The supplement industry is a 122 billion dollar behemoth, and it’s growing. We can debate the scientific validity of supplements back and forth for hours, and days, but how much do we know about the basics?
As kids, Hulk Hogan told us to “take our vitamins.”
But what is a vitamin, anyway?
In a previous post, we took a look at the B vitamins in nutrition and health. But let’s take a step back for a more basic topic and actually look at what a vitamin is, and isn’t.
In order to be defined as a vitamin, a molecule must meet four criteria.
- A vitamin must be an organic compound, very simply this means it must contain at least one carbon atom.
- Vitamins must be vital to life, i.e. without it a person could not survive.
- Vitamins are required in limited amounts, this definition is the most woolly as there is no hard definition of limited.
- Finally, vitamins cannot be synthesized by a person in sufficient quantities, i.e. they must come from the diet.
Let’s look at a few common nutrients to see if they tick all the boxes.
What are vitamins?
Is iron a vitamin?
We’ll start with iron. Whilst it ticks the latter three points, iron falls at the first hurdle as it doesn’t contain a carbon atom. A compound containing both iron and carbon (such as iron carbonate) passes this check, but then fails on the vital to life aspect, as whilst iron is vital to life, iron carbonate is not.
Is glucose a vitamin?
OK, let’s pick something a bit more complex. Glucose is a simple carbohydrate, is definitely vital to life, and since it contains six carbon atoms it passes that point as well. But it falls down on the other two points, firstly because it can be synthesized in the body from the longer complex carbohydrates and fats that we eat, and secondly because it is required in large amounts to provide energy.
Vitamin C – the uniquely human vitamin
Let’s try one more example, ascorbic acid or Vitamin C, a very famous vitamin indeed. Containing six carbon atoms it passes the first point, it is defiantly vital to life as it plays a key role in tissue maintenance and repair. Indeed, diseases such as scurvy, characterized by breakdown of the bodies tissues, rapidly appear in the absence of ascorbic acid.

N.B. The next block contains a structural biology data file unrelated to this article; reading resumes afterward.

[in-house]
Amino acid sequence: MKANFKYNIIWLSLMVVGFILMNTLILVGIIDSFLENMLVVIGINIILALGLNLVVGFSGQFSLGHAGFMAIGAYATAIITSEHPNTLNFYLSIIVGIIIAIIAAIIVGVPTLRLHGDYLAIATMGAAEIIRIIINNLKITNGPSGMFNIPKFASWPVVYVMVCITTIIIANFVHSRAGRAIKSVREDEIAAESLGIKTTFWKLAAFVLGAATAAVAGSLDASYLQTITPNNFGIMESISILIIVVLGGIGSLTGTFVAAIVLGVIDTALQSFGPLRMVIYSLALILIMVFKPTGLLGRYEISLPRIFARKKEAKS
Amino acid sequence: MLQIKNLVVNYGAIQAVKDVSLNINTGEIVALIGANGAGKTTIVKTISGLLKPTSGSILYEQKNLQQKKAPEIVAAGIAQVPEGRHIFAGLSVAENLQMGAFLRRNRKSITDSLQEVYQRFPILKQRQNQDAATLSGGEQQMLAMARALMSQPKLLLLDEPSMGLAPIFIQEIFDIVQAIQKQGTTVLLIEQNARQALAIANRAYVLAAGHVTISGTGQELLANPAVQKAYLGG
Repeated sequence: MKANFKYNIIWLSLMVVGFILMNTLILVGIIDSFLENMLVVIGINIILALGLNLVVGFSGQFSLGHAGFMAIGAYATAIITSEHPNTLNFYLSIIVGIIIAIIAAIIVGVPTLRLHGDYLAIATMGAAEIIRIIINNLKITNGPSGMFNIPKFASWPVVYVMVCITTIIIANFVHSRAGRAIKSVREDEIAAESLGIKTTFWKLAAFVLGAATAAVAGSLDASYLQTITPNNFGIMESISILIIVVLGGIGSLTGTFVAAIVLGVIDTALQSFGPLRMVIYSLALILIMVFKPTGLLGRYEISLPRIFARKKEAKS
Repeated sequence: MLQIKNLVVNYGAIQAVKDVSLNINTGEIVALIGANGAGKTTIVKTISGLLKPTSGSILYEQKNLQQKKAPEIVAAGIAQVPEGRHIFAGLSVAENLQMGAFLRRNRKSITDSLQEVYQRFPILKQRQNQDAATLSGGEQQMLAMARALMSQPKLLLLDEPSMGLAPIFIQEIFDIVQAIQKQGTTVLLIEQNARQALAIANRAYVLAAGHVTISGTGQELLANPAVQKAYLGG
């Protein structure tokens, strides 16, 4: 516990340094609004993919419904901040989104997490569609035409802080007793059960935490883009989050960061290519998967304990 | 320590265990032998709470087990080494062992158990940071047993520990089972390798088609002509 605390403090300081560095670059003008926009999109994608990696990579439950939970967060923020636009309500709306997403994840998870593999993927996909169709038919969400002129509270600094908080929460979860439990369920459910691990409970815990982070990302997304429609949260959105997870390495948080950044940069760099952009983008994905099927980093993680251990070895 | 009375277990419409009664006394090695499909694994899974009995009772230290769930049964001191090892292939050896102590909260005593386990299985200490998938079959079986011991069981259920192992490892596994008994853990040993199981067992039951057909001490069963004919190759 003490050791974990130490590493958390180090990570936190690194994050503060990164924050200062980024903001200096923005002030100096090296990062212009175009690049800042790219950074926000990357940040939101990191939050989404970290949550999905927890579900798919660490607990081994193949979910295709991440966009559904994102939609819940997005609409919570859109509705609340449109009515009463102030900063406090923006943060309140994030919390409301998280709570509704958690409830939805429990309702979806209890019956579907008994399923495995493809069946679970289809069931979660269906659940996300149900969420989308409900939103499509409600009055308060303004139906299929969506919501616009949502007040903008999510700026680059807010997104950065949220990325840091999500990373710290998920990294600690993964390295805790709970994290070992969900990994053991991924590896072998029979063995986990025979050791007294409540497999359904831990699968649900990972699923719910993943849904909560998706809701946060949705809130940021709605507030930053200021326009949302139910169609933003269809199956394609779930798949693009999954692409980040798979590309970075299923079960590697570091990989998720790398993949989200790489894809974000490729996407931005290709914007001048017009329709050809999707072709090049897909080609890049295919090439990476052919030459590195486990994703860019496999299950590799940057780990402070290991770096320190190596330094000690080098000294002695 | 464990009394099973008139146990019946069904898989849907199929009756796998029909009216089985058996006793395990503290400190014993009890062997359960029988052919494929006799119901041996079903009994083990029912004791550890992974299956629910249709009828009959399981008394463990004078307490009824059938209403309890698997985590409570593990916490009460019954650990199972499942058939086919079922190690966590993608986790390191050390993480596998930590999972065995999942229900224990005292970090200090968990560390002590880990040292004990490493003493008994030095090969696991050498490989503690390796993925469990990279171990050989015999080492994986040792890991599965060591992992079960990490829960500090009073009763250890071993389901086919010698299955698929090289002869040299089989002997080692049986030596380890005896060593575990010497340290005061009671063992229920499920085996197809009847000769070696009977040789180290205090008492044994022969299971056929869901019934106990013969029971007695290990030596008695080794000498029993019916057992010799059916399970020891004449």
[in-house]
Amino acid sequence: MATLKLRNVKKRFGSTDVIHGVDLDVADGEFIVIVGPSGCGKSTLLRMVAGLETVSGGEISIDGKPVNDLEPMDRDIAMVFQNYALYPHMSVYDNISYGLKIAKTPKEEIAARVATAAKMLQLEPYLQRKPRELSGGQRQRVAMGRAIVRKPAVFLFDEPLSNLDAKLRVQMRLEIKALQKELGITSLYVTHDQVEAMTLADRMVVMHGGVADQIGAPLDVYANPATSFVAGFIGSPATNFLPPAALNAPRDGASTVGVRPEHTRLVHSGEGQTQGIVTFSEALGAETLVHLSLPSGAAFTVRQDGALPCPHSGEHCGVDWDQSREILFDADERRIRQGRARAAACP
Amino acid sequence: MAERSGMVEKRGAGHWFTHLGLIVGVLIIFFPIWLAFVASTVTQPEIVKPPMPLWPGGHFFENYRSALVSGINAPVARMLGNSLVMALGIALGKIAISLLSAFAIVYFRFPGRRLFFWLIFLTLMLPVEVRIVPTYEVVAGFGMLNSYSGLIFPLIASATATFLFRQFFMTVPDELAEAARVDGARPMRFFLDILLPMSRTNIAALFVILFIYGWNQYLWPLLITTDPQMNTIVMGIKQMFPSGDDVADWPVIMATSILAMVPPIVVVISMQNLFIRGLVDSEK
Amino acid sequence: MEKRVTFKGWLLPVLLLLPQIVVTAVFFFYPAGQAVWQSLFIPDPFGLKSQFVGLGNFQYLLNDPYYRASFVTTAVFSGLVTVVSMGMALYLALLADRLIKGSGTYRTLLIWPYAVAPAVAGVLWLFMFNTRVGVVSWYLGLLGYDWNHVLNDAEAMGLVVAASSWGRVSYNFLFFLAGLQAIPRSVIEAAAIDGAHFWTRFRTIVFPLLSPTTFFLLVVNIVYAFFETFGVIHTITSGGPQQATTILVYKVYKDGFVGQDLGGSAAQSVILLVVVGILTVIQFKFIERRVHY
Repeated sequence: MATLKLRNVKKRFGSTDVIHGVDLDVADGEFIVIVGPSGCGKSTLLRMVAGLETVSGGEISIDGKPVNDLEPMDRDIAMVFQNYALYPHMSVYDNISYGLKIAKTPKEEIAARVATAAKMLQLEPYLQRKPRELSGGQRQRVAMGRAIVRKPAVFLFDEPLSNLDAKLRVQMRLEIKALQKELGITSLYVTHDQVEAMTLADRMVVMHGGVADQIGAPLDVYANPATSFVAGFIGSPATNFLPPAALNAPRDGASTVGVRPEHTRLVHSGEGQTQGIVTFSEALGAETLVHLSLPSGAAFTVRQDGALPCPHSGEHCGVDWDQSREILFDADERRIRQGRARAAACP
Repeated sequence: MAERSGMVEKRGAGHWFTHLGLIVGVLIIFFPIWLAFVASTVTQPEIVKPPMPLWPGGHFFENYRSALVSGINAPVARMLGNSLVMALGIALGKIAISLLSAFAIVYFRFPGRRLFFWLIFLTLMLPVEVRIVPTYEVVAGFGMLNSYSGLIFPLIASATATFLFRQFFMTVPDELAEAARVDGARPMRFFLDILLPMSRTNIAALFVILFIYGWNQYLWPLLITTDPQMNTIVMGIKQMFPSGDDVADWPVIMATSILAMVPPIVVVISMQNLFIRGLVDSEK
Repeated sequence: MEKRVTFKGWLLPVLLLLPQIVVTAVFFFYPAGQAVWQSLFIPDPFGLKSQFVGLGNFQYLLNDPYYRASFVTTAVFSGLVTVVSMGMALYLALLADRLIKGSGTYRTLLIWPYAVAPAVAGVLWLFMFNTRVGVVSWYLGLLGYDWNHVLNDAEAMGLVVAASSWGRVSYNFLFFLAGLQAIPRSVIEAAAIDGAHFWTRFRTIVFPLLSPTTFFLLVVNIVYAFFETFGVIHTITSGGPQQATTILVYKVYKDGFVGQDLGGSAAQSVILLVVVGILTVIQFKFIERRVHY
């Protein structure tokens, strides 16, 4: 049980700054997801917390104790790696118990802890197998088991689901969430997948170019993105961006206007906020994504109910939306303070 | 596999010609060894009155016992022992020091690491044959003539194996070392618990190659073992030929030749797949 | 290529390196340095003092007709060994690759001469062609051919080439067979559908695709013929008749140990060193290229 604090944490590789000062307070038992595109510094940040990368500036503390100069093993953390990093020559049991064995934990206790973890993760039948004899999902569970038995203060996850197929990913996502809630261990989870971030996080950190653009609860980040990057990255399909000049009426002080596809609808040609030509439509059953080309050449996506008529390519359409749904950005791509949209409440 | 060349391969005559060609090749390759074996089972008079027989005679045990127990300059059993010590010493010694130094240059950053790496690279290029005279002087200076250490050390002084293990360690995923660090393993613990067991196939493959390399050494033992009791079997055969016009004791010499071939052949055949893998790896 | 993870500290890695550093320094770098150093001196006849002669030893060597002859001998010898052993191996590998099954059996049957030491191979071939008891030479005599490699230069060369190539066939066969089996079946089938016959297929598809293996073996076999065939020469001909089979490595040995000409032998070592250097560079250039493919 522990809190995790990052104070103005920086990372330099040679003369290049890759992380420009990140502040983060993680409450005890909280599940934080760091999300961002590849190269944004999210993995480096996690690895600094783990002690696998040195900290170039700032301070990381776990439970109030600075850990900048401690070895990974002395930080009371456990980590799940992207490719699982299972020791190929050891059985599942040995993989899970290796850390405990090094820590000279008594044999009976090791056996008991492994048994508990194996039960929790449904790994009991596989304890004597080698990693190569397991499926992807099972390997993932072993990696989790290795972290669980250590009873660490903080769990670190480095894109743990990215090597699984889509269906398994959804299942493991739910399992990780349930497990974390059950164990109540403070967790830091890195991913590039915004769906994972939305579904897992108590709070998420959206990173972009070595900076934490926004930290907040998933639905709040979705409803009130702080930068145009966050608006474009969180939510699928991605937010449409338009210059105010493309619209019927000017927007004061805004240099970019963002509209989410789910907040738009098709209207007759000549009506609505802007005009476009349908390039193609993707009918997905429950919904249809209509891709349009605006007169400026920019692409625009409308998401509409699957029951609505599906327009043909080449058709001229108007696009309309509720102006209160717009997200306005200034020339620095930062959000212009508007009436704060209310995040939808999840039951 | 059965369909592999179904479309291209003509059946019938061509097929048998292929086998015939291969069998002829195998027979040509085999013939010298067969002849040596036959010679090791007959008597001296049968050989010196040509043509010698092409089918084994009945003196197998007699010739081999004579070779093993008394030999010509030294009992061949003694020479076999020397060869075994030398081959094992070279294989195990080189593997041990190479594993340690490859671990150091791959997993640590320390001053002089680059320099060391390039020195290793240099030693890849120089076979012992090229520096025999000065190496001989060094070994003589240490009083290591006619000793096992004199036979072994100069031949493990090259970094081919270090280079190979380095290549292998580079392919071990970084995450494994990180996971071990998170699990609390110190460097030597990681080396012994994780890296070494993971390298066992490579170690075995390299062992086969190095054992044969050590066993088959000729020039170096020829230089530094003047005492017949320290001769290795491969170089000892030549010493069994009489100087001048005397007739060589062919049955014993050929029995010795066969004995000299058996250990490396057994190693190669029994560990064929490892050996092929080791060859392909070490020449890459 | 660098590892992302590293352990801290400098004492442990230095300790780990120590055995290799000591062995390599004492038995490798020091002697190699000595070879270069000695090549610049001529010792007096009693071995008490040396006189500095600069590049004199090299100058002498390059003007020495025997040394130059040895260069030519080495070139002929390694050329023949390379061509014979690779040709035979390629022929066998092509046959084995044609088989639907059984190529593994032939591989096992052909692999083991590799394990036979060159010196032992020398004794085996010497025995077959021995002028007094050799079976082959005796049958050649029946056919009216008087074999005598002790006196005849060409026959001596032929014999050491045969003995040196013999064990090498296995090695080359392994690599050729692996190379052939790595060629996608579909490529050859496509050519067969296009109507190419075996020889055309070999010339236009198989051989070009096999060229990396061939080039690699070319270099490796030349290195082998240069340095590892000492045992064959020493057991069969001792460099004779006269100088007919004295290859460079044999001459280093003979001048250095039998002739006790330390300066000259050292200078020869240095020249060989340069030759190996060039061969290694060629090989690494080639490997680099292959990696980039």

The exact amount required isn’t known but estimates range from 60-100 mg per day, with little to know benefit from exceeding this amount, so we can definitely say it’s required in limited amounts. Finally, ascorbic acid cannot be synthesized directly by humans, rather we must obtain it from food (citrus fruits and tomatoes are especially rich) or via supplements. It ticks all the boxes and so is classed as a vitamin. Interestingly, most plants and animals on the planet can synthesize ascorbic acid, whereas humans and a few other species can’t. So, whilst ascorbic acid is a vitamin for us, it isn’t for most other species.
You may have noted that above I said ascorbic acid was the most common form of vitamin C. This is important as vitamins are classified based on function, not exact structure. So for example sodium ascorbate is also classified as vitamin C.
The thirteen vitamins
There are currently thirteen recognized vitamins. Vitamin A, D, E and K (all fat soluble) and 8 types of B vitamins, plus vitamin C (all water soluble).
The functions of these vitamins is very diverse, for example vitamin C is important in tissue repair, whereas vitamin D, which we’ve written a good bit about lately, is important for regulating bone mineral metabolism.
So, there you have it, a simple set of criteria for determining what is, and what is not, a vitamin.
While it’s pretty easy to simply consult the list of thirteen recognized vitamins, it’s nice to know a little more about why a vitamin is called a vitamin, and why we supplement with the nutrients we do.